Since we didn’t have much extra money, I had to figure out how to do things like make dress-up costumes for the kids or teach math without all the expensive manipulatives. I also had to get creative with recipes when I didn’t have all the ingredients, and I had to shop my pantry for foods I could throw together when I suddenly needed a dish to take to a get-together.  

~ How to survive without “necessities”:

We discovered that things like a second car or furniture were necessities we could live without. I also found (for a time) that having a clothes dryer was a luxury I didn’t absolutely need. It’s amazing how many things you can live without when you don’t have any other choice!

~ How to be thankful for the little things:

Because we didn’t rush out and buy everything we wanted, our purchases held a lot more fun and excitement. We still don’t rush out and buy everything we want. Our kids regularly thank us for new stuff because they know we don’t have an endless supply of money. And even small things, such as doughnuts from our favorite shop, are extra special because treats like that aren’t commonplace for us.

Frugal Living Chit-chat

I think we’ll start talking a bit more about frugal living around here. As household managers, we have a lot of power over how much money flows out of our bank account. Becoming experts at saving money is a great way to serve our families and help our husbands.

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  1. says

    You are so right Amy. My husband and I often talk about how we were happy poor and we are happy comfortable with abundance and that the most important things in life are not “things” but family and friends. I also believe that learning that you can’t have everything you want immediately has helped our children to become the fantastic adults we enjoy today.

    Thanks for sharing.
    Wendy, A Day in the Life on the Farm recently posted…Try it Tuesday Two-ferMy Profile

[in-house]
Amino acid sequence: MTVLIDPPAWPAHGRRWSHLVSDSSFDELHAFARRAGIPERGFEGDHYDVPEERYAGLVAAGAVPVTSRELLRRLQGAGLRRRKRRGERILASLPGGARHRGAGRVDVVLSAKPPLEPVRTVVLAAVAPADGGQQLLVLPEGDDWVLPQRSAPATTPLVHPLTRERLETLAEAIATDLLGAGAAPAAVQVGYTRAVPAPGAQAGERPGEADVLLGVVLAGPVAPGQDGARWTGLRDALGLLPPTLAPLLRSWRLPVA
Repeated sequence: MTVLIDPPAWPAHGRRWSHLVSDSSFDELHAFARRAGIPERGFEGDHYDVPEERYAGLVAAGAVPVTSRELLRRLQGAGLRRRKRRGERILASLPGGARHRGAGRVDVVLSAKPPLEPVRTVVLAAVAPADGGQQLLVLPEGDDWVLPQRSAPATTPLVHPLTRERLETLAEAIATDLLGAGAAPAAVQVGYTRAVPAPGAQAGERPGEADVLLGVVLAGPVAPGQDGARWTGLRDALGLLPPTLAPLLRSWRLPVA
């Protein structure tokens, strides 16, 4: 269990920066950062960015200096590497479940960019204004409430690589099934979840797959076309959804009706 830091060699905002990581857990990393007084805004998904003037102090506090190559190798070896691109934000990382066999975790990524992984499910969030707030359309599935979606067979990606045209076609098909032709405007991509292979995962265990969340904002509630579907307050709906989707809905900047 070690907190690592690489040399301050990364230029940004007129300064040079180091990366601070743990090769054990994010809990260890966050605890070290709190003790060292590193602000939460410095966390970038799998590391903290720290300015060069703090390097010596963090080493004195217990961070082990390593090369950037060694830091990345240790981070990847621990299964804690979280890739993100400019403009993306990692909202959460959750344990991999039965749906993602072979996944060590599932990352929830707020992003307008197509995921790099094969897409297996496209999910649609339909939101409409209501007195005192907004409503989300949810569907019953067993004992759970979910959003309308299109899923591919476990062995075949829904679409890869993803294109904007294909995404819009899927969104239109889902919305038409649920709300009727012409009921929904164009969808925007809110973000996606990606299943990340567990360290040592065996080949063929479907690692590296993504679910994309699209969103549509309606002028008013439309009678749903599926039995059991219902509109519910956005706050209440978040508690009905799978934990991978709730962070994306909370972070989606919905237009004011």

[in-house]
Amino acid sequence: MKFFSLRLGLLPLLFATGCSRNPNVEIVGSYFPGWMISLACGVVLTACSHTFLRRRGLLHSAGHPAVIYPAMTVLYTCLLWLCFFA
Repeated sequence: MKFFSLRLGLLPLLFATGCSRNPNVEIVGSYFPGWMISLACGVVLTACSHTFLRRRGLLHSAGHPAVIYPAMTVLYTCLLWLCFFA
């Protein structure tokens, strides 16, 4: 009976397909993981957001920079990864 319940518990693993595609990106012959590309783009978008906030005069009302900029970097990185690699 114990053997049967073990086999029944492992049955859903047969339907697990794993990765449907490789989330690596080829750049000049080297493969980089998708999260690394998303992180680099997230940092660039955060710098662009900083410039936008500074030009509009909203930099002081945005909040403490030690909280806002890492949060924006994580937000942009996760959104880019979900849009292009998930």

2. Kathy Hagle says

    I have been through lean times, and in that I have found ways to fit things in. And now I know what is most important in life. Though I wasn’t able to hide my sons from the stresses of lean times, they have now as young adults learned to balanced wants with needs. And that is a lesson I am forever grateful I was able to pass onto them. As my sons are now 26 and 22.
    When I was young adult, I didn’t know the true results of a frugal life. And so I would get the getcha giveme’s, wanting more then I would honestly need. Making due with a little gives you more ideas on projects and the courage to face challenges in life with a smile. And those things are something money will never buy.

  3. says

    I loved this post, and I would love to read more about frugal living on your blog! My husband and I try to be as frugal as we can be too. We don’t have any extra furniture right now–just a couch, a bed, a used dresser and bookshelf I got from a friend, and a table set we bought from the Habitat For Humanity store. It’s really all we need right now (living in an apartment), but as we think about buying a house, it is so tempting to want to go out and buy a ton of pretty furniture to go in it. We’re also not as frugal as we could be in the kitchen.. So I’m eager to hear what you have to say!
    Jane @ Devoted SONriser recently posted…21 Dates With God: While ExercisingMy Profile